The late John E. Walker III had a groundbreaking passion for Ducks Unlimited de Mxico (DUMAC) and wetlands conservation. Walkers vision for what DUMAC could accomplish built a foundation for the tremendous success of the organization over the years.

Walker, from Galveston, Texas, was an instrumental figure in forming Galvestons first DU chapter, serving as area chairman during 19741976. Walkers commitment to DUs mission continued when he became Texas state chairman in 1976, national trustee in 1978, Southern Prairie Region vice president in 1979, Central Flyway senior vice president in 1980, and South Central Flyway senior vice president in 1985. He became a board member of DU Canada in 1989 and reached the top in 1990, becoming DUs 32nd president.

Walker's contributions to North American conservation are commemorated through the John E. Walker Research and Training Center in Celestn, Mexico, and the John E. Walker Society.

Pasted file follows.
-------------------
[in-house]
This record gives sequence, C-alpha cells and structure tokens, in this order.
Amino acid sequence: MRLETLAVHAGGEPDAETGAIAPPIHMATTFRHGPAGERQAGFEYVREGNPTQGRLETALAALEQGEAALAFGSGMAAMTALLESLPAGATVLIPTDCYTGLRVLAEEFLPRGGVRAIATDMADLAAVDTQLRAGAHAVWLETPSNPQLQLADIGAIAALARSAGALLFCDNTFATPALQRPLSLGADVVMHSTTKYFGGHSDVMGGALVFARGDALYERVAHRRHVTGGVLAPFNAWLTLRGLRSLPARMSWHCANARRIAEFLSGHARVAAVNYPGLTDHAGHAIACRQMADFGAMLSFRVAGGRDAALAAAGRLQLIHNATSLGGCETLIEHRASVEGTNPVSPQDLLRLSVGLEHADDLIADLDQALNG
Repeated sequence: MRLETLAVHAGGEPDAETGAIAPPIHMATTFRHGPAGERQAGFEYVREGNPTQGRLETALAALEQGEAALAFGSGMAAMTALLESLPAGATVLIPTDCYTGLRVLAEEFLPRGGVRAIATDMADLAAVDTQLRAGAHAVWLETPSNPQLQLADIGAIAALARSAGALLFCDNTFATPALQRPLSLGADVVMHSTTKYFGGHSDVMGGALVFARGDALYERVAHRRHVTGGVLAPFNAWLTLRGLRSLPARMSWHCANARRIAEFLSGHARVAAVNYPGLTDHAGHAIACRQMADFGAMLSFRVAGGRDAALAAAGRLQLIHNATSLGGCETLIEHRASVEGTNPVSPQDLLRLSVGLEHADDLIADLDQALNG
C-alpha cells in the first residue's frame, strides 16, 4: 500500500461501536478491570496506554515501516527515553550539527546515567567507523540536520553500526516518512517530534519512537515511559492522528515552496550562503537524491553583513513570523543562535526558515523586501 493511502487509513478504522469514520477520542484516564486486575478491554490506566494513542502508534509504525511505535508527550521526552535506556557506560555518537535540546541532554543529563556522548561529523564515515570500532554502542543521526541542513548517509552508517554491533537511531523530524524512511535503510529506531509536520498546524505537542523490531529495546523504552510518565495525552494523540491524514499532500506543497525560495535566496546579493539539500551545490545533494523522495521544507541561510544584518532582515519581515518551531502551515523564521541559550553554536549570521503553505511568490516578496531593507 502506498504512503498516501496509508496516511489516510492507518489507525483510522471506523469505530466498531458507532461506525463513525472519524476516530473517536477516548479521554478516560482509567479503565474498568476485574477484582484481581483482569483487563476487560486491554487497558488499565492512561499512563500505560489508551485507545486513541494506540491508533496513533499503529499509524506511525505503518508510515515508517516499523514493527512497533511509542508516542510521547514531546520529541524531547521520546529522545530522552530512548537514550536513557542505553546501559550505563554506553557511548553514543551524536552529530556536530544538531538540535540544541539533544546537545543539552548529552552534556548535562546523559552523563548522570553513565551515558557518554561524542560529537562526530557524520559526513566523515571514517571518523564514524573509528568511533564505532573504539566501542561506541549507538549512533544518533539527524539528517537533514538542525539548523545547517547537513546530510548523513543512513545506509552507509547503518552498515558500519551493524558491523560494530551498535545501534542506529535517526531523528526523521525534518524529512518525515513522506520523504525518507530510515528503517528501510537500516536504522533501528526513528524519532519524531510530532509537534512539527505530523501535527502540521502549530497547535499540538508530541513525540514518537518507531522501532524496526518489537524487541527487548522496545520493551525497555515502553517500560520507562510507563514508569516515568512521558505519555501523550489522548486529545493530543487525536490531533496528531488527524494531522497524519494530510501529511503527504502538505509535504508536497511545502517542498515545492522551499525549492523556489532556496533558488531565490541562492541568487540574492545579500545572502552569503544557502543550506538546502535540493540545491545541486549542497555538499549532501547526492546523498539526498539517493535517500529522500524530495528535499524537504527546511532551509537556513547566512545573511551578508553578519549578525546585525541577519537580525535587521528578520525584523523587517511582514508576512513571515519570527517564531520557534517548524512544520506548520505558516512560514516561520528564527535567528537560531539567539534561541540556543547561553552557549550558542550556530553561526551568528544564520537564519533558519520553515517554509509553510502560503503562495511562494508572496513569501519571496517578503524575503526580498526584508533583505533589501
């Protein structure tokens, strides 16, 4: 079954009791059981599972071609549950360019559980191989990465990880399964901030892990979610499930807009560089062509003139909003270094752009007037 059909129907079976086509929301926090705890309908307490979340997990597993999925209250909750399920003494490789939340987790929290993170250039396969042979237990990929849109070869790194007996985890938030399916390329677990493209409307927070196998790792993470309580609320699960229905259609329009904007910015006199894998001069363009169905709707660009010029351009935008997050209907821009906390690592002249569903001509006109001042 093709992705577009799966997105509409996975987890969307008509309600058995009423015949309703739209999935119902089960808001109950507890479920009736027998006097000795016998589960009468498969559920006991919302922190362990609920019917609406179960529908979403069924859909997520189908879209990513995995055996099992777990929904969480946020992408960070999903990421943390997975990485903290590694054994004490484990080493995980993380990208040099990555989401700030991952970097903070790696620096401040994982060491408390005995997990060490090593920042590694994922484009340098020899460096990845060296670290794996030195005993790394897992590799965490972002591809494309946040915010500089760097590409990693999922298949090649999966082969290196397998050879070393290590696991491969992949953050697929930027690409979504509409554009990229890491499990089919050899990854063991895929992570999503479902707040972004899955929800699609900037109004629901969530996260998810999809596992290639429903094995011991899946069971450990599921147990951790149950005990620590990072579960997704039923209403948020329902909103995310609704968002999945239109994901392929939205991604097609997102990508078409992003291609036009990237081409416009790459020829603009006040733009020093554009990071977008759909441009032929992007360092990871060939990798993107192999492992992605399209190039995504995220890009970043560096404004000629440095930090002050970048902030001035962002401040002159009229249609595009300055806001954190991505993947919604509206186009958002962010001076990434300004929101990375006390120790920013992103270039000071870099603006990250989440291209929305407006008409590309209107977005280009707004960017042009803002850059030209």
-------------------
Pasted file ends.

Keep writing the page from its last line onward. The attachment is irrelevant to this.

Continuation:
Not one to rest on his laurels, Walker turned his attention to Mexico and DUMACs conservation efforts. Current DUMAC President Bill Ansell, who married Walkers daughter, Libbie, remembers when Walker joined the conservation mission south of the border. DUMAC has always faced difficult challenges, Bill says. When John was asked to help, he jumped at the chance. He and current DUMAC CEO Eduardo Carrera [who was DUMACs chief biologist at the time] formed a very close relationship. The two of them are responsible for the DUMAC we know today. They pushed the organization to the next level together.

DUMAC honors Walkers memory through the John E. Walker Research and Training Center in Celestn, Mexico, and through the John E. Walker Society, which is similar to DUs Presidents Council (both require annual donations and comprise the staunchest wetlands conservation supporters and donors).

DUMACs renowned RESERVA training program is held at the Walker center. This intensive, two-month continuing education experience provides advanced training in ecology and wetland management to practicing professionals from across Central and South America.